It’s a way that needs to be birthed; it’s nothing less than new life. That image really matters. Birth is not always straightforward and it’s never easy. In fact, it’s messy and hard, often dangerous, before it’s beautiful and miraculous. Micah sets this image of birth in the middle of his promise, as if to remind us that life doesn’t come without struggle. The wonder of birth is hard-wrought. What seems to be sure if we follow this shepherd is that we’re not going around the dark valleys. Blessed are those who suffer persecutions for righteousness’ sake, for theirs is the kingdom of heaven, he’ll preach. But the promise is that this is the shepherd who won’t cut and run when things get bad or worse. This is the One who walks relentlessly with us, who is unflinchingly God with us, Emmanuel—who leads us through the uncertain shadows and dangerous mists of sin and death and into a place wider and lusher and brighter than we can imagine.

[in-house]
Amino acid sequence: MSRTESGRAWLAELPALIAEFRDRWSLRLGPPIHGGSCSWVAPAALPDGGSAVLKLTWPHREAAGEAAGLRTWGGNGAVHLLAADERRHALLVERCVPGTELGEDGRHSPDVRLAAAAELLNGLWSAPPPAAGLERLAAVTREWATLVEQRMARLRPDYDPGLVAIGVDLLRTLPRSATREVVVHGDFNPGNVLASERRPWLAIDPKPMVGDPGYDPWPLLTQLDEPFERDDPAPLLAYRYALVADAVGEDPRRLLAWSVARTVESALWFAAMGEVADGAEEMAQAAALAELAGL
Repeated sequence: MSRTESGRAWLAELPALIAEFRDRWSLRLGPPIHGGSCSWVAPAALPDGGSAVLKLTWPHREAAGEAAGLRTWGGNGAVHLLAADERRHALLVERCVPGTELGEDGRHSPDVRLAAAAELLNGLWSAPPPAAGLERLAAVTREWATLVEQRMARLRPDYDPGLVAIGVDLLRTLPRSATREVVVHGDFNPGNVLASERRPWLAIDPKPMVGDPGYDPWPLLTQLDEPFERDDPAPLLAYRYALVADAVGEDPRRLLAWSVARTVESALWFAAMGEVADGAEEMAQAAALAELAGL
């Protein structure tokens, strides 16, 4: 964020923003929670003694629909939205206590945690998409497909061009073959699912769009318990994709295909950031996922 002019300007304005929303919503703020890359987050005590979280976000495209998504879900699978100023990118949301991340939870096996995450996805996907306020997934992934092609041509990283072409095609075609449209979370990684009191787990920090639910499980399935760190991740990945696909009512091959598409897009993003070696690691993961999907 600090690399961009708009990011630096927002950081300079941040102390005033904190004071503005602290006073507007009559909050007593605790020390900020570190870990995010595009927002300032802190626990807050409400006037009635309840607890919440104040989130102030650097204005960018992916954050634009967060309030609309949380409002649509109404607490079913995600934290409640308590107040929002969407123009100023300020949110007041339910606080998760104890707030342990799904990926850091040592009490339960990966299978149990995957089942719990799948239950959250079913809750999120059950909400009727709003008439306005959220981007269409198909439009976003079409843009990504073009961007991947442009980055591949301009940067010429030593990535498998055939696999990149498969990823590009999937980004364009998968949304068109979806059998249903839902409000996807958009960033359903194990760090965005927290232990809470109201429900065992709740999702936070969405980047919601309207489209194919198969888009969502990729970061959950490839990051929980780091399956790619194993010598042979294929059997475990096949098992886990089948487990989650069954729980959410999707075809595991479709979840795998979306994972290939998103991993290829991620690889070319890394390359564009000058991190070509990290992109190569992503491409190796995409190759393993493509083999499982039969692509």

Micah is good company this day before Christmas Eve because he draws us into the good news that this season is about quite a bit more than nostalgia; it’s about more than the joy and struggles of family; it’s about more than a temporary break from the chaos of life and a day or two off of work; it’s more than has been advertised or can be bought. It’s an invitation to come and see the strange way that God is. It’s a call to walk in a new way, not grasping towards an unseen future, but following the voice of the One who leads us into God’s promise. It’s a call to receive the One who fills our deepest hungers, and satisfies our deepest thirsts; the One who will heal our hurts and dry our tears; the One who leads us in the way marked by all the hope, peace, joy, and love of heaven. It’s a call to keep our eyes not on our best will and effort, not on our goals, but on God’s—trusting that God’s desire for us is more than we can ask or imagine, more than we’ve dreamt for ourselves, as unexpected as angels in Bethlehem, as surprising as a king in a feed trough.